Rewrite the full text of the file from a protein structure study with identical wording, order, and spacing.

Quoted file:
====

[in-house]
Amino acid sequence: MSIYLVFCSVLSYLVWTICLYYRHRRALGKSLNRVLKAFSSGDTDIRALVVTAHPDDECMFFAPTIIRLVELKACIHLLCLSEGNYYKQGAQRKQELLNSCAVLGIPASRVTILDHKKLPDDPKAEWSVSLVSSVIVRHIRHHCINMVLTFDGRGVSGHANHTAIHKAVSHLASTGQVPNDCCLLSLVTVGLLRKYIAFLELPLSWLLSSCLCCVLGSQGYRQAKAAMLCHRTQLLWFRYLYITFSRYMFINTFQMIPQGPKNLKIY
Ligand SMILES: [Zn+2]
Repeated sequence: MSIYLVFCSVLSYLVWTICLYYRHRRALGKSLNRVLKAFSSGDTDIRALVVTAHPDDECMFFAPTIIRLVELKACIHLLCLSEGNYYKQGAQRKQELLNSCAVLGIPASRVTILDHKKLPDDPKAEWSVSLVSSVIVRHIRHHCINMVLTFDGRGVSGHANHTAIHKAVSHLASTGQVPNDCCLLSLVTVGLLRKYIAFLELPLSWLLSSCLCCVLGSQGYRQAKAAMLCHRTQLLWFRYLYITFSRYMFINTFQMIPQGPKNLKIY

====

[in-house]
Amino acid sequence: MSIYLVFCSVLSYLVWTICLYYRHRRALGKSLNRVLKAFSSGDTDIRALVVTAHPDDECMFFAPTIIRLVELKACIHLLCLSEGNYYKQGAQRKQELLNSCAVLGIPASRVTILDHKKLPDDPKAEWSVSLVSSVIVRHIRHHCINMVLTFDGRGVSGHANHTAIHKAVSHLASTGQVPNDCCLLSLVTVGLLRKYIAFLELPLSWLLSSCLCCVLGSQGYRQAKAAMLCHRTQLLWFRYLYITFSRYMFINTFQMIPQGPKNLKIY
Ligand SMILES: [Zn+2]
Repeated sequence: MSIYLVFCSVLSYLVWTICLYYRHRRALGKSLNRVLKAFSSGDTDIRALVVTAHPDDECMFFAPTIIRLVELKACIHLLCLSEGNYYKQGAQRKQELLNSCAVLGIPASRVTILDHKKLPDDPKAEWSVSLVSSVIVRHIRHHCINMVLTFDGRGVSGHANHTAIHKAVSHLASTGQVPNDCCLLSLVTVGLLRKYIAFLELPLSWLLSSCLCCVLGSQGYRQAKAAMLCHRTQLLWFRYLYITFSRYMFINTFQMIPQGPKNLKIY